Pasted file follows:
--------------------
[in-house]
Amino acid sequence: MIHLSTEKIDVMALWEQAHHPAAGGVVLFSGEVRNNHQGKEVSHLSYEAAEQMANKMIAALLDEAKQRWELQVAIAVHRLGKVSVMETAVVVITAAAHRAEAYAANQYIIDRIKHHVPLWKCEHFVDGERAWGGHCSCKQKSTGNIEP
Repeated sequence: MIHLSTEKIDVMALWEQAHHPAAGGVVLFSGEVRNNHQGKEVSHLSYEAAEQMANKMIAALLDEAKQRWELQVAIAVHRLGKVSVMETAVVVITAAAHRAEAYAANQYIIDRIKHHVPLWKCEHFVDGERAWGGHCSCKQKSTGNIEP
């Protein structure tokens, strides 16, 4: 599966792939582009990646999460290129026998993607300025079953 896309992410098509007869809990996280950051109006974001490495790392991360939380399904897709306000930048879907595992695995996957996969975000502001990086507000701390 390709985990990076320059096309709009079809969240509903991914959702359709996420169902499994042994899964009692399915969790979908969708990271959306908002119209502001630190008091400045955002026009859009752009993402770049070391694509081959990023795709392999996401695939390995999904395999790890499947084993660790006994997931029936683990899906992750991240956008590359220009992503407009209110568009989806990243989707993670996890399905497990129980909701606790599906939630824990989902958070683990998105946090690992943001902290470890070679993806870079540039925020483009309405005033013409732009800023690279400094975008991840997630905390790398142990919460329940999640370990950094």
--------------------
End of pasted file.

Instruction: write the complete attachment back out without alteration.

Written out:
[in-house]
Amino acid sequence: MIHLSTEKIDVMALWEQAHHPAAGGVVLFSGEVRNNHQGKEVSHLSYEAAEQMANKMIAALLDEAKQRWELQVAIAVHRLGKVSVMETAVVVITAAAHRAEAYAANQYIIDRIKHHVPLWKCEHFVDGERAWGGHCSCKQKSTGNIEP
Repeated sequence: MIHLSTEKIDVMALWEQAHHPAAGGVVLFSGEVRNNHQGKEVSHLSYEAAEQMANKMIAALLDEAKQRWELQVAIAVHRLGKVSVMETAVVVITAAAHRAEAYAANQYIIDRIKHHVPLWKCEHFVDGERAWGGHCSCKQKSTGNIEP
């Protein structure tokens, strides 16, 4: 599966792939582009990646999460290129026998993607300025079953 896309992410098509007869809990996280950051109006974001490495790392991360939380399904897709306000930048879907595992695995996957996969975000502001990086507000701390 390709985990990076320059096309709009079809969240509903991914959702359709996420169902499994042994899964009692399915969790979908969708990271959306908002119209502001630190008091400045955002026009859009752009993402770049070391694509081959990023795709392999996401695939390995999904395999790890499947084993660790006994997931029936683990899906992750991240956008590359220009992503407009209110568009989806990243989707993670996890399905497990129980909701606790599906939630824990989902958070683990998105946090690992943001902290470890070679993806870079540039925020483009309405005033013409732009800023690279400094975008991840997630905390790398142990919460329940999640370990950094």